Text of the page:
French band M83 has been touring its brand of electro-pop – and its latest album, Junk – around the world, playing festivals including Coachella in the US and Glastonbury in the UK, as well as headlining at academy-sized venues, all to rave reviews.
Their audio system has been supplied by Clair Brothers since the band was big enough to take one out, says Front of House engineer Robbie Barr, with a pair of DiGiCo SD10s now forming an indispensable part of the package.
Robbie has been with the band since 2012, initially on playback / Ableton and now mixing the show for the current album campaign, whilst monitor engineer Laura Davis joined them this year. Both engineers have experience with DiGiCo consoles, both are using an SD10 for the first time for the tour, and both have the latest Stealth Core 2 software which, they say, is a game changer.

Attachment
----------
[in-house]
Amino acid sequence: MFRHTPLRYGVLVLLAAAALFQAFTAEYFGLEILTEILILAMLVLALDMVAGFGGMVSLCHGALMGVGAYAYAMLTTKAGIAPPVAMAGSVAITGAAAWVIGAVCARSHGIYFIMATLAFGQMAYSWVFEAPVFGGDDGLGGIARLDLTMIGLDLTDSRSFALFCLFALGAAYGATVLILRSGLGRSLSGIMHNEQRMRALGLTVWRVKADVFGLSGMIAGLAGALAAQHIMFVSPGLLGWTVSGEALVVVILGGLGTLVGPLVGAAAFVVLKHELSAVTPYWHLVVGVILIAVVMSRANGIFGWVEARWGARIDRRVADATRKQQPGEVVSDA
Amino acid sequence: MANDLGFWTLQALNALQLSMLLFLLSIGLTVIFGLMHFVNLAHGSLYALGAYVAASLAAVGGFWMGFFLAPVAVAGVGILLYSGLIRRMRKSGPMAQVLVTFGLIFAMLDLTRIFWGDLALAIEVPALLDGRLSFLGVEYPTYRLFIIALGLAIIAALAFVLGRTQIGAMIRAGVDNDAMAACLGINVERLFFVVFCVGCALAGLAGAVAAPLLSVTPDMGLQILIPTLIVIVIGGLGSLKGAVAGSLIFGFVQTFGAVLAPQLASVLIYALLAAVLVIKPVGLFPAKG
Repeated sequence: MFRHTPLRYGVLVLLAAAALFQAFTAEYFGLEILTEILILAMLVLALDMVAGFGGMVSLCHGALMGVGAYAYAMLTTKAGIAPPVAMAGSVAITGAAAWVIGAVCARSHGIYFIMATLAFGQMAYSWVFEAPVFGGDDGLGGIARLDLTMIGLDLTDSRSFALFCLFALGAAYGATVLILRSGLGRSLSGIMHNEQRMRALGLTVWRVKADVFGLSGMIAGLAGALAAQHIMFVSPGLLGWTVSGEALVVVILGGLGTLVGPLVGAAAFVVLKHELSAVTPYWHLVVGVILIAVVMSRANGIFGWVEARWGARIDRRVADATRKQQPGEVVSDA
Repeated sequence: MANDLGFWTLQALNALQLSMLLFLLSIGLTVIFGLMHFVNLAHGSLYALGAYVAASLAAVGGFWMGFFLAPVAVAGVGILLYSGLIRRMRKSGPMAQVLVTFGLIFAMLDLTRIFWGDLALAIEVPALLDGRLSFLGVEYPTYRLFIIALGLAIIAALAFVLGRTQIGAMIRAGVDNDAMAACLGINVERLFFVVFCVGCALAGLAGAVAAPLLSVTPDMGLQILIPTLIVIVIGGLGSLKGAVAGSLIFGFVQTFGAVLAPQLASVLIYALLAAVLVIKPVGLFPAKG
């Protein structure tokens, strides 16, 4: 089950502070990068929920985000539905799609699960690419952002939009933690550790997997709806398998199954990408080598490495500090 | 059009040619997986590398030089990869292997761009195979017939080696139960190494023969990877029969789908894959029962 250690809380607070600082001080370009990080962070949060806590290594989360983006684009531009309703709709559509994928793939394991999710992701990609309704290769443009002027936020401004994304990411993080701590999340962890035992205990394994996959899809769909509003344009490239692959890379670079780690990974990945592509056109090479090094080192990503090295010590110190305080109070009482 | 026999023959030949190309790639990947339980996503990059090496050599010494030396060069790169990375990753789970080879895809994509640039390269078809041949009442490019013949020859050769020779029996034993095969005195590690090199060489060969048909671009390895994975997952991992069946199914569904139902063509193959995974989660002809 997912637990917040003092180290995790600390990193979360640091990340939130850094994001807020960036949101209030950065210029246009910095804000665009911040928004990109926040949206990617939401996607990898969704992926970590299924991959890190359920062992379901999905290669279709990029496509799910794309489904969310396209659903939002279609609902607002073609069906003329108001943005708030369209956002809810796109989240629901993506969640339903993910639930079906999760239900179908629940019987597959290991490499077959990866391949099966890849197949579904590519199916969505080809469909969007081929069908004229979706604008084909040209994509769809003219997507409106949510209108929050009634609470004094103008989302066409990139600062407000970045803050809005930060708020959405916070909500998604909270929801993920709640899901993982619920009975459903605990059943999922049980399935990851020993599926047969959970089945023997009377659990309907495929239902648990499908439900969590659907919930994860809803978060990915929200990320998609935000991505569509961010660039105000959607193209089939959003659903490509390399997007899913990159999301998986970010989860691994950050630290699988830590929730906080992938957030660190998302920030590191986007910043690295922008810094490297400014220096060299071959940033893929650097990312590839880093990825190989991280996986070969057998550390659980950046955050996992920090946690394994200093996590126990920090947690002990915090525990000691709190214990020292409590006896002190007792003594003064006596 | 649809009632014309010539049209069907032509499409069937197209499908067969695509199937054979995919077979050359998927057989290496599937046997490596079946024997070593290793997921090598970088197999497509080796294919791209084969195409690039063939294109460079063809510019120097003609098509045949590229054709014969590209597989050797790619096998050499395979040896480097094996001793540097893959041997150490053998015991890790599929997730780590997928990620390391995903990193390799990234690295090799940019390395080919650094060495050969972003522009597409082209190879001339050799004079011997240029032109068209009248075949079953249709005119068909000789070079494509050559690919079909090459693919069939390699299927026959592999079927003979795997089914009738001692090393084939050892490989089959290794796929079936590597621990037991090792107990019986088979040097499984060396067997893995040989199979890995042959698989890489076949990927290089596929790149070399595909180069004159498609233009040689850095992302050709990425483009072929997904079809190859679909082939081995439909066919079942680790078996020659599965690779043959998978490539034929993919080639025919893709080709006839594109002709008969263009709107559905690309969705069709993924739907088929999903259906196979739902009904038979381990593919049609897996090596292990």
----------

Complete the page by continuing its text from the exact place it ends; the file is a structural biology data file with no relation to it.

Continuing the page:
“M83’s sound requires a lot of detail and that was something I was finding hard to achieve on other consoles, without resorting to stacks of plugins just to get the initial tone,” explains Robbie. “I’d used an SD8 with a d&b system for a show at the 9:30 Club in Washington, DC mixing Ryn Weaver, and found that the console reacted exactly how I wanted it to out of the box, just using the built-in channel strip and DiGiTubes. So, once I heard that Laura was requesting an SD10 for this tour, I did the same.”
“I chose to use the SD10 because it’s so flexible and sounds great,” says Laura. “Coming into rehearsals, we had no idea what we were walking in to, so to have the flexibility to expand and change things so easily was very useful.”
Both Robbie and Laura are delighted with the support from the DiGiCo team. “They’ve really taken great care of me,” says Robbie. “Upgrading to Stealth Core 2 had one or two head scratching moments with regards to Waves, but I had someone on the phone immediately and the issue was resolved very quickly.”
“Mark Saunders and Dave Bigg have been really great with any questions we’ve had,” concludes Laura. “In fact, they’ve been great throughout the whole campaign.”